I know we're not the only ones to have been burned by Wind River's malloc. I know several major companies that also had to replace Wind River's code.

              As far as being able to dynamically replace code, VxWorks isn't alone in that. Numerous other RTOSes out there can do the same thing, including QNX. QNX even supports the concept of a hot standby process to take over if the main process dies.

              To give you an idea about how Wind River's malloc works, they keep a sorted linked list of fragments from the smallest to the largest. When you try and allocate a block, it walks the linked list until it finds a block large enough. Likewise, when you free a block it checks if it can coalesc the block with a neighboring block. It then goes through the linked list looking for a slot to insert the free block.

              Yes, VxWorks may have been around since the 80's, but that's part of the problem too and it is showing its age. In the 80s embedded processors typically did not have MMUs. Now MMUs are quite common in the more powerful embedded processors.

              You say you can't have low latency and memory protection? QNX proves that you can. It is low latency and *very* robust. If your driver dies, no problem, restart it. Timesys Linux also has a very low latency, although not as low as QNX. Timesys also has an interesting feature where you can guarantee CPU and networking resources. I can schedule a task to be guaranteed 5.8ms of execution every 8.3ms and it will guarantee that that task will get the CPU time allotted to it with the desired resolution. This is without increasing the system tick rate (usually 10ms). Timesys can also schedule a task to be higher priority than an interrupt. I'm not as familiar with QNXs scheduler, but it's also quite flexible from what I've heard.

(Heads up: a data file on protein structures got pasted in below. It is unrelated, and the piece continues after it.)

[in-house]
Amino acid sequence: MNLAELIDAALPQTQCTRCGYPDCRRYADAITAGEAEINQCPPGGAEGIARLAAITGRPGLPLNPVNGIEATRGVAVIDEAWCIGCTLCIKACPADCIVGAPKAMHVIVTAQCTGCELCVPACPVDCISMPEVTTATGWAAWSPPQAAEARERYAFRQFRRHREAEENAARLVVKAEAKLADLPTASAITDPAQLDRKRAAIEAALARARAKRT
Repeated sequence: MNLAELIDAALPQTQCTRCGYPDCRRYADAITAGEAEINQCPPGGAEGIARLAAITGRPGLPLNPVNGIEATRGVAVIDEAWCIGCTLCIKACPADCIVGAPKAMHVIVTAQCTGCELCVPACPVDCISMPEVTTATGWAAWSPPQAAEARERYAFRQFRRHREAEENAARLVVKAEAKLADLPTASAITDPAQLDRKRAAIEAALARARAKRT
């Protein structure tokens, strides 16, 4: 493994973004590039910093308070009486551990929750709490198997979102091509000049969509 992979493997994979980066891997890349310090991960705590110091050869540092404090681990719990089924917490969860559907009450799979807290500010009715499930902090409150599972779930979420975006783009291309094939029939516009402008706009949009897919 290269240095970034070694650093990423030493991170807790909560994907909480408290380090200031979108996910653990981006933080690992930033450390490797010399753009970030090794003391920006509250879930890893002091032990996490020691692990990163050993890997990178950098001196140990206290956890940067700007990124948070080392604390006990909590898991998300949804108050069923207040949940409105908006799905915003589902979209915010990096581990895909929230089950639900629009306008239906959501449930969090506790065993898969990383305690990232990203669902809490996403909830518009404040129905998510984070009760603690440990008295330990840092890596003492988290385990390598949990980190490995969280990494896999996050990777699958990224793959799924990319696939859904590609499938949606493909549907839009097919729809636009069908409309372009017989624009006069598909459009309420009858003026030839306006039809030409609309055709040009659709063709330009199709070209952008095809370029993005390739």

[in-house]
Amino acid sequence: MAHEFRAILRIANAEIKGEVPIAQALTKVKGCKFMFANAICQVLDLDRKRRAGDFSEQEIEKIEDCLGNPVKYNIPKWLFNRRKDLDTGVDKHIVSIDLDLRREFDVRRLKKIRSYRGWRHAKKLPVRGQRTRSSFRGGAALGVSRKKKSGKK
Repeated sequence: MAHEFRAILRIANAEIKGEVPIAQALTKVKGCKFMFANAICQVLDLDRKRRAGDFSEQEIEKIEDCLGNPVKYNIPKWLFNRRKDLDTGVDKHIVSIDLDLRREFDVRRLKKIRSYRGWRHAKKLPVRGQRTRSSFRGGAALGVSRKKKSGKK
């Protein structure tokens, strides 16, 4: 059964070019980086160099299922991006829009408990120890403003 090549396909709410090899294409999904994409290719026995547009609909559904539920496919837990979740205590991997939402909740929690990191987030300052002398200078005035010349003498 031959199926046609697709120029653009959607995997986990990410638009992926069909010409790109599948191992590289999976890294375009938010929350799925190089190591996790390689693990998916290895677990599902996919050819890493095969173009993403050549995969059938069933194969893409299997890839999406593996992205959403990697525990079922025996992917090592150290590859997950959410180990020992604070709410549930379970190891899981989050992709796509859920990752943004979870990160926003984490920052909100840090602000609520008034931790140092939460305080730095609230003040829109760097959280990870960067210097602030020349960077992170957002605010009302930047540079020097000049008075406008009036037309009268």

As far as FAT, it is not a robust filesystem. It never has been. If the FAT gets corrupted or a directory entry gets corrupted it's difficult to recover. Other than possibly having 2 copies of the FAT cluster table, any corruption can be difficult to repair. If the FAT table gets corrupted, which table is corrupt and which is not? If a directory entry gets corrupted, it can be impossible to fix. For flash memory, unless you are using a device with special wear-leveling, FAT is about the worst choice since any file write that changes the size of a file requires a write to the directory entry and possibly the FAT table. If the table gets corrupted and you don't run a repair operation (which often ends up leaving orphaned files as lost clusters), the file system can happily corrupt itself to death. Why do you think every time DOS/Windows9x/ME crashed it had to repair the disk with scandisk? FAT is a poorly designed file system that was originally designed for 160K floppies and scales poorly. FAT32 is an improvement, but it's still not very robust. For flash, something like Linux's journalling flash file system 2 (JFFS2) [redhat.com]. More information on VxWorks file system support can be found here [xs4all.nl].